Life isn't so easy for her unlikely heroine
With a 20-year career in the music business, Ruta Sepetys was on an unusual course to become a best-selling author. But when her first teen novel, Between Shades of Gray, was published in 2011, her gripping story about two teens deported to Siberia during Stalin’s reign spent 16 weeks on the New York Times bestseller lists and won considerable critical acclaim.
That success raises the stakes—and the attention—for Sepetys’ second historical novel, Out of the Easy, a very different, but compelling story about a girl growing up in a New Orleans house of prostitution in the seedy French Quarter of the 1950s.
Just before she began a tour to promote the book, BookPage caught up with the Nashville-based writer to find out more about her latest work.
How was the writing process different for your second novel? Was this novel easier/harder/more fun to write?
Writing Out of the Easy was very different than my experience with Between Shades of Gray. I spent two years crying while writing Between Shades of Gray. Out of the Easy was full of joy. It was pure fun creating the characters, and I literally laughed out loud as I wrote some of the scenes.
Josie Moraine, the lead character in your novel, becomes the hero of her own story. Why was that important to you and what do you hope young readers will take from it?
I hope that through Josie young readers will realize that they too can be the author of their own destiny. I want them to know that sometimes the families we build can be just as strong, or stronger, than those we're born into.
Josie feels isolated from other girls her age because of her social and economic standing. How do you think girls today experience isolation?
In some ways it's the same as the period of the 1950s that I describe in the book. In many cases, our identity is attached to the family we're born into. I've met young girls at school visits who have quietly apologized for their circumstances—circumstances they have no control over. That's heartbreaking.
You’ve said that Chris Wiltz’s book, The Last Madam: A Life in the New Orleans Underworld, influenced your work in Out of the Easy. How did you discover that book and why did you find it intriguing?
I discovered the book when I was living in Santa Monica, California. One rare rainy day I jumped into a bookstore to avoid getting wet. While browsing I found The Last Madam: A Life in the New Orleans Underworld. Once I started reading, I couldn't stop. The way that Chris described Norma Wallace and the secrets of New Orleans was unforgettable. The book not only inspired me to visit New Orleans, it made me want to write, to try to investigate and capture little known stories and characters the way Chris did.
You took several trips to New Orleans during your research for the book. What was the most surprising/interesting thing you learned about the city?
I learned that as an outsider you can never really "know" New Orleans. You can visit and spend time there but to really be stitched within the seams of the city, you have to be a native or have lived there for decades. It's either in your DNA or it's not.
Ruta Sepetys on a street in the New Orleans Garden District
where part of the novel takes place.
Why are you fascinated with the era of the 1950s?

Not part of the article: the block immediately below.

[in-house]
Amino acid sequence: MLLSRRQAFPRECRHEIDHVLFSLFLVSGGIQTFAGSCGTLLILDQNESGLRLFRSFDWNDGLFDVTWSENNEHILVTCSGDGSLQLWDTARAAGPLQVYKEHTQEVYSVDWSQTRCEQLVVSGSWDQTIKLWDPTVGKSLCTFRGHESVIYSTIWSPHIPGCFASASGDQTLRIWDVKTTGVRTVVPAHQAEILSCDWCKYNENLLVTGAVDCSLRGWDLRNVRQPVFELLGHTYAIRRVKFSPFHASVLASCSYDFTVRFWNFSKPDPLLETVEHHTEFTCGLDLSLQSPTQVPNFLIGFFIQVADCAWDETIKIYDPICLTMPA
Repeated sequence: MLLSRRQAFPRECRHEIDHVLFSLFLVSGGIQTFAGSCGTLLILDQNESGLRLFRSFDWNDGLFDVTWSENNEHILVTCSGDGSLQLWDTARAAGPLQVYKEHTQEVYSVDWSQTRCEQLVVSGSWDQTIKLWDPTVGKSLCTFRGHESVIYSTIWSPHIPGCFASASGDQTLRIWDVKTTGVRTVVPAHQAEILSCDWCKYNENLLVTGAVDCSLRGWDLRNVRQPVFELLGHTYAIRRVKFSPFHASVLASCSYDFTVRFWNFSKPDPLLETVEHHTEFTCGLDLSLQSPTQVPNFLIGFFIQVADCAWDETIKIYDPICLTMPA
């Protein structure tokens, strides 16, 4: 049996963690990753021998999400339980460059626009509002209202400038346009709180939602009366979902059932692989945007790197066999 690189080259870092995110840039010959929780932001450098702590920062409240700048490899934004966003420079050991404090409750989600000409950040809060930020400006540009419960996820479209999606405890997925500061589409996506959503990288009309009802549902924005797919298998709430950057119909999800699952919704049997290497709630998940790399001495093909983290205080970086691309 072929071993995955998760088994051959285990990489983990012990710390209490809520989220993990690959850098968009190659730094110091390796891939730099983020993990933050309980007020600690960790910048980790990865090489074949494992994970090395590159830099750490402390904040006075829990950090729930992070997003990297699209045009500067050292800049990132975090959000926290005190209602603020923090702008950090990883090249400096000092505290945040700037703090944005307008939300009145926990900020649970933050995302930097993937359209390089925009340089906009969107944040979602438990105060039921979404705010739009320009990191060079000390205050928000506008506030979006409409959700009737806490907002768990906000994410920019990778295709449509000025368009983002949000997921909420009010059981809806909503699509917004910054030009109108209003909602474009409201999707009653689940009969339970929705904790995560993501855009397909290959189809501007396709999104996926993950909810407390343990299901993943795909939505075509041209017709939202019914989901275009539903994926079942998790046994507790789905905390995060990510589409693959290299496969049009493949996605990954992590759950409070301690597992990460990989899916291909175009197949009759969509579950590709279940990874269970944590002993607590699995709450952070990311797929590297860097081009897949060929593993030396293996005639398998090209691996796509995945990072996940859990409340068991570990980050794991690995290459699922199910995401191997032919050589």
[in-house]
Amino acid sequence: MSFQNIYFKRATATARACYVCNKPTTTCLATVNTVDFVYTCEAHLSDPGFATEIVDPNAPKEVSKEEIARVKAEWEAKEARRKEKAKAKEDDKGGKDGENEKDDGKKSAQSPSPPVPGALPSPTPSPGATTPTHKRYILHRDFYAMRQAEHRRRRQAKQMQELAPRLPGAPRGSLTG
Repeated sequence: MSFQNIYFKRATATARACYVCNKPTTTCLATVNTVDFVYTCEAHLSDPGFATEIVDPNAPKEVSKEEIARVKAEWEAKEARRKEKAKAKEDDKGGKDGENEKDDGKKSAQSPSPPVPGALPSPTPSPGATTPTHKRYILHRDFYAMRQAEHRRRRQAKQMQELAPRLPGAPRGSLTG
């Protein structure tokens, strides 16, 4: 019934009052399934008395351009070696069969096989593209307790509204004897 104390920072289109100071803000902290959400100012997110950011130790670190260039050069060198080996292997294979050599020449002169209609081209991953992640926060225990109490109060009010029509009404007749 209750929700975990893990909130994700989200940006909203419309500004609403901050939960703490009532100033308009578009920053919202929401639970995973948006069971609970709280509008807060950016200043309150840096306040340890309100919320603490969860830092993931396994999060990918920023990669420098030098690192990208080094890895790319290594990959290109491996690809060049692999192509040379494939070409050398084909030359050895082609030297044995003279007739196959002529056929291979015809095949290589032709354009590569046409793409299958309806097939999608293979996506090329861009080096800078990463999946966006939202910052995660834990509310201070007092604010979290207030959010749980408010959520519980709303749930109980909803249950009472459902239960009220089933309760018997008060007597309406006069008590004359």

My father arrived in the U.S. in November of 1949. He had fled from Lithuania and lived in refugee camps for nine years before arriving in America. I often wondered what the country was like when he arrived. I had a vision of perfection and happiness, but when I began researching it I realized that there was a lot of pain, suffering and secrets in post-war America. It made me want to dig deeper.
Both your books have intensely realistic settings: Soviet-occupied Lithuania and the gang and prostitute culture of New Orleans. Why do you choose to write teen fiction as opposed to adult fiction or even nonfiction?
Writing for teens is an honor and a privilege. Unlike adults, teens don't yet filter material through preconceptions. They experience a character's journey with an unpolluted emotional truth and the stories touch them deeply. Books we read at the age of 12 to 15 years old can have a profound impact on our lives. We carry those books with us forever. That's the audience I want to write for.
Tell us about the college scholarship contest that’s being sponsored for readers of Out of the Easy.
My amazing agent, Steven Malk, came up with the idea of a scholarship opportunity and essay contest aligned with the themes of the novel. One high school senior will win $5,000 toward tuition at the college of their choice and the sponsoring teacher or librarian will win a shopping spree in the Penguin catalog! The essay question and full rules and an entry form can be found online.
You’ve gone from being an unknown writer to having a best-selling book that’s been published in 41 countries (and 26 languages!). How does that feel? Can you share any favorite moments from your around-the-world book tour?
It's inexplicably gratifying to know that through the novel, readers in 41 countries are learning about the country of Lithuania and totalitarianism. Through historical fiction, statistics and facts become human and suddenly we care for a nation of people we previously knew nothing about. That's incredible. One of my favorite moments was at a school visit in the Midwest. A boy stood up and said, "Between Shades of Gray is like The Hunger Games, but for real. If you lose to Stalin, you die. And that's really scary."
Indeed, that's very scary.